Director Luc Besson is not someone known for his filmmaking subtlety. From La Femme Nikita to The Fifth Element to Lucy, Besson has a super visual style and will employ every trick in the book to bring his ideas to life on film. And it’s safe to say that no expense was spared in bringing his latest passion project Valerian and the City of a Thousand Planets to life.
Based on a series of graphic novels (“Valerian & Laureline”), Besson pulls out all the stops in putting this story on the screen. The film follows the two main characters played by Dane DeHaan and Cara Delevingne as they are sent on a mission to retrieve an object known as a Mül Converter from a shady alien in a fantastical marketplace called Bigmarket. The name befits the place, and interestingly one can only see and experience Bigmarket with special glasses. Without them the place and its denizens are invisible. Of course retrieval of the object does not go off without a hitch, but they get it and take it back to their commanding officer, but things just don’t seem quite right about the whole operation, especially when Valerian tries to understand the strange dream he had about a wonderful planet inhabited by another alien race he’d never heard of before.
Valerian is one of the most visually arresting movies to come along in quite some time. Like Oblivion, there are frames of this film that you could print and hang on your wall. The movie’s prologue in particular is stunning, from the story of how the City of a Thousand Planets came to be, to the story of the mysterious race in Valerian’s dream. These are probably the film’s most successful moments as after the opening titles it begins to suffer from a bit of an identity crisis. Is it a Guardians of the Galaxy style space action comedy? Is it a more serious wartime drama with a sci-fi backdrop (think Starship Troopers without the satire)? Is it a love story with a military, sci-fi backdrop? Or is it just a brightly colored confection filled with humorous CGI creatures aimed at a younger crowd? The problem is it’s all of these so the shifts in tone get a bit exasperating.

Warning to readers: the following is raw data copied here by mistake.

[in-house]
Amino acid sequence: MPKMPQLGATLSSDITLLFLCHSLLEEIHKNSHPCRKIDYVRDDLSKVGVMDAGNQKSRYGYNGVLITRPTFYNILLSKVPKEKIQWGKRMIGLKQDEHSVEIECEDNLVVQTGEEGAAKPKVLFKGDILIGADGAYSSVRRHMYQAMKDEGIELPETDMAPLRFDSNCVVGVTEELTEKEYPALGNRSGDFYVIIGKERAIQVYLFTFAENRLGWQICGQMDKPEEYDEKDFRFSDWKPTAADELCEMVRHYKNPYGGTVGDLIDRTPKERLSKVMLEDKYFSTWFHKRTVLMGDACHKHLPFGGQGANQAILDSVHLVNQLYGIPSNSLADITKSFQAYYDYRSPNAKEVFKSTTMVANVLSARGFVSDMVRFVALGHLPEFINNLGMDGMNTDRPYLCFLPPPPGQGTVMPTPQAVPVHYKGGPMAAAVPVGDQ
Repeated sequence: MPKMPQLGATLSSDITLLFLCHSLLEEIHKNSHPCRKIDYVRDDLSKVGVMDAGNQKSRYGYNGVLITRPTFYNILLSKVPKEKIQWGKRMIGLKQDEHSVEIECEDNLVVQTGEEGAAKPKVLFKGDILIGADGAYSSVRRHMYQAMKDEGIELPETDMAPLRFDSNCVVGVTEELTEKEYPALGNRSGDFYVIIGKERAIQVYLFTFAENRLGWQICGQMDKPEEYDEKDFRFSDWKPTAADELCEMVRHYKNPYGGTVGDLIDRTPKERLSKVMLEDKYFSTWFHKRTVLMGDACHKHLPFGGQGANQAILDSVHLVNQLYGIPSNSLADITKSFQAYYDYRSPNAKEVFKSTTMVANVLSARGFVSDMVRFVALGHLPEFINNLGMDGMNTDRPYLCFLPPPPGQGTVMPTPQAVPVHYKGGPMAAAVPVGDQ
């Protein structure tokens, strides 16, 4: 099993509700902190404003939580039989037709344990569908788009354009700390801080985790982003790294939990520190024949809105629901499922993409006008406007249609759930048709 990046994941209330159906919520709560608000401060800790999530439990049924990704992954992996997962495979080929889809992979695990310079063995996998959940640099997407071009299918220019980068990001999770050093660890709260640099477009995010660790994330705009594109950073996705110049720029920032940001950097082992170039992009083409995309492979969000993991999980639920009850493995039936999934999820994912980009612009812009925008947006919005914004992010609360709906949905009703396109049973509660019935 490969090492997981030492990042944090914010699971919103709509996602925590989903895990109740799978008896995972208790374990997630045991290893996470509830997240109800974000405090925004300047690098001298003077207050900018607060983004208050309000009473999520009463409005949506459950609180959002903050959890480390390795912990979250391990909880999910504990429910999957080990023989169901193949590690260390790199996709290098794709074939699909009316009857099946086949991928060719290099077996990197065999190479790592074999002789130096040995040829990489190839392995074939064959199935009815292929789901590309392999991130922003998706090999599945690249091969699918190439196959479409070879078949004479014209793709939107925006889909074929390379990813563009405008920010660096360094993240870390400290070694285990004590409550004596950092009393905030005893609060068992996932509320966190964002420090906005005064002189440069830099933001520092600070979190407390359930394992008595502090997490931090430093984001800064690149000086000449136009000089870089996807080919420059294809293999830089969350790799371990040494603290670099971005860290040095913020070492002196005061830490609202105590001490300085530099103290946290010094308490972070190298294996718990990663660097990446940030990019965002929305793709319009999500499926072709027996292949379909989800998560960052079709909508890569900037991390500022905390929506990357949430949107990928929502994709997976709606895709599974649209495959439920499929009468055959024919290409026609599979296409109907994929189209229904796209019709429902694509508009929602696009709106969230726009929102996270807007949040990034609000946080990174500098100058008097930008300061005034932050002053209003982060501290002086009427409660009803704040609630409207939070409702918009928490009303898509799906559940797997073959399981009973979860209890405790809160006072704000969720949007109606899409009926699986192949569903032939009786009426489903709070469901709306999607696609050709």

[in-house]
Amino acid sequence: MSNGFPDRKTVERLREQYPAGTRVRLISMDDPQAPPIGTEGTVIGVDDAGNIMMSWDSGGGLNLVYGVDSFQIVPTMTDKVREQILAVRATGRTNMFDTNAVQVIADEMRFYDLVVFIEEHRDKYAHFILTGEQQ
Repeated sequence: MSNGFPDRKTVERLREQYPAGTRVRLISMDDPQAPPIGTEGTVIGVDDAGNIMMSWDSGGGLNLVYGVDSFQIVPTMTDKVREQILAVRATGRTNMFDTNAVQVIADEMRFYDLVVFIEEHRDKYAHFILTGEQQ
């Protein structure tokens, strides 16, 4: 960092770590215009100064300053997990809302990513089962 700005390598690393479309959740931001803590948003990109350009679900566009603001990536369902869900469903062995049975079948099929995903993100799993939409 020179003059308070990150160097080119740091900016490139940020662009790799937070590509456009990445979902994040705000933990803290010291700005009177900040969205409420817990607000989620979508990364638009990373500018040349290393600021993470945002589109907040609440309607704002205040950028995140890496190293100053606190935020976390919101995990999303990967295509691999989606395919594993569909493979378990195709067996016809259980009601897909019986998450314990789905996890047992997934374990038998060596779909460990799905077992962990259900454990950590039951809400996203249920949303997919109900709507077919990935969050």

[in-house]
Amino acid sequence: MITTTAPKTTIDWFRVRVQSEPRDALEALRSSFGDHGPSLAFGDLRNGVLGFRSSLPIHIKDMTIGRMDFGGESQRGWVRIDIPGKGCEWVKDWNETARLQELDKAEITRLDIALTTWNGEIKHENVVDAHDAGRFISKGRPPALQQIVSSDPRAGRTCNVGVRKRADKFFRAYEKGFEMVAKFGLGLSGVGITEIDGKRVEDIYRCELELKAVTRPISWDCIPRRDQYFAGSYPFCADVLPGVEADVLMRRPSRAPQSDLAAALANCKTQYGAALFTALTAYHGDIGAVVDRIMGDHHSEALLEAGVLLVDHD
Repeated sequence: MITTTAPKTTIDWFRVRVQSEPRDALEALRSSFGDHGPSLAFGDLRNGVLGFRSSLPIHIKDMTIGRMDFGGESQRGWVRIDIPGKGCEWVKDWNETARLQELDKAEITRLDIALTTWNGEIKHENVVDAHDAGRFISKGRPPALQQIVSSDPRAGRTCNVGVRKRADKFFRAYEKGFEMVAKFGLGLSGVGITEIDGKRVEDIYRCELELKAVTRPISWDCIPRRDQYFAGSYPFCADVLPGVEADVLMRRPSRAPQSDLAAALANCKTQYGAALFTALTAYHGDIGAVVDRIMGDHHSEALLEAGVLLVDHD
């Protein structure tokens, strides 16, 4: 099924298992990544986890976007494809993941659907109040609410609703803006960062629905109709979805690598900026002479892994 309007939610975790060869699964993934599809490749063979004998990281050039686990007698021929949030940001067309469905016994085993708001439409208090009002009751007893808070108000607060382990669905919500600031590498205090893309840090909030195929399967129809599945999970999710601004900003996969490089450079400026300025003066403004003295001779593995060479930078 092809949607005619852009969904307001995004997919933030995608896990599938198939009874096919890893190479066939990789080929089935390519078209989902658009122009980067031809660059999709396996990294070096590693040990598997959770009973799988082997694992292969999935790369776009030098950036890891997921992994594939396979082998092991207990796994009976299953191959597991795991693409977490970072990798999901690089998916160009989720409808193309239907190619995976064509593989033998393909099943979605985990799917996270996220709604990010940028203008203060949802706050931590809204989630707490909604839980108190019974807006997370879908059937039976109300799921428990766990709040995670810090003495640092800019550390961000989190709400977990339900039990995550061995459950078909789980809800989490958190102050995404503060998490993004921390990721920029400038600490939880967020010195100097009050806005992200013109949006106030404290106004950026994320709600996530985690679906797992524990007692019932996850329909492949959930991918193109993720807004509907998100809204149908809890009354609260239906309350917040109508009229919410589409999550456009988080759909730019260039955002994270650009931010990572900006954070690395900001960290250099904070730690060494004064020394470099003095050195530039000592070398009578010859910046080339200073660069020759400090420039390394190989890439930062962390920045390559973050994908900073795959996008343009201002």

The film’s sometimes trite dialog also doesn’t help, particularly when the lead actor’s delivery falls a bit flat, like he’s unsure about how to play a scene — comedy, drama, action hero, romantic rapscallion? It just feels like DeHann never connected with the material therefore he never really connects with the audience. Surprisingly much better is Delevingne as Laureline, actually the stronger, more forceful, more action-oriented of the pair. She’s not taking any of Valerian’s advances seriously, or at least she’s not letting him know she is, but she will be a little flirtatious when she needs to be. She also never allows herself to be reduced to Valerian’s second fiddle, and even we he does try to push her to the backgroud, she still manages to take charge on her own to solve a problem. Of the lead, I really enjoyed Delevingne’s performance more.
There are a couple of familiar faces here and there like Clive Owen as the villainous Commander Arun Filitt, musician Herbie Hancock as the Defence Minister, Rutger Hauer in what is basically a pre-title cameo as the President of the World State Federation, Ethan Hawke in another glorified cameo as Jolly the Pimp, and Rihanna as showgirl/stripper Bubble who has some pretty amazing skills. She’s also a pivotal character midway through the film, and honestly it could have used more of her.
Besson has employed state of the art special effects and the 3D process to bring Valerian and the City of a Thousand Planets to life and if all you had to do was watch the movie with Alexandre Desplat’s score, minus the dialog, it might be even more enjoyable. In fact, the opening scene with the alien race is virtually wordless save for a few words spoken in their own language, and the actors doing the motion capture work have to use all of their body language and facial expressions to make us understand what’s going on. And it works! The little Mül Converter creature is also adorable and expressive, and any of the kids watching this movie will want to own one the minute they leave the theater, so hopefully there are some toy tie-ins coming. Overall, Valerian isn’t a great film nor is it terrible. It’s a big, expensive, beautiful movie that’s just okay in the story department. And it definitely has Besson’s European sensibilities which means it may not play as well in the States as it does in other world markets. Your enjoyment will certainly vary.
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Valerian and the City of a Thousand Planets runs 2 hour 17 minutes, and is rated PG-13 for sci-fi violence and action, suggestive material and brief language.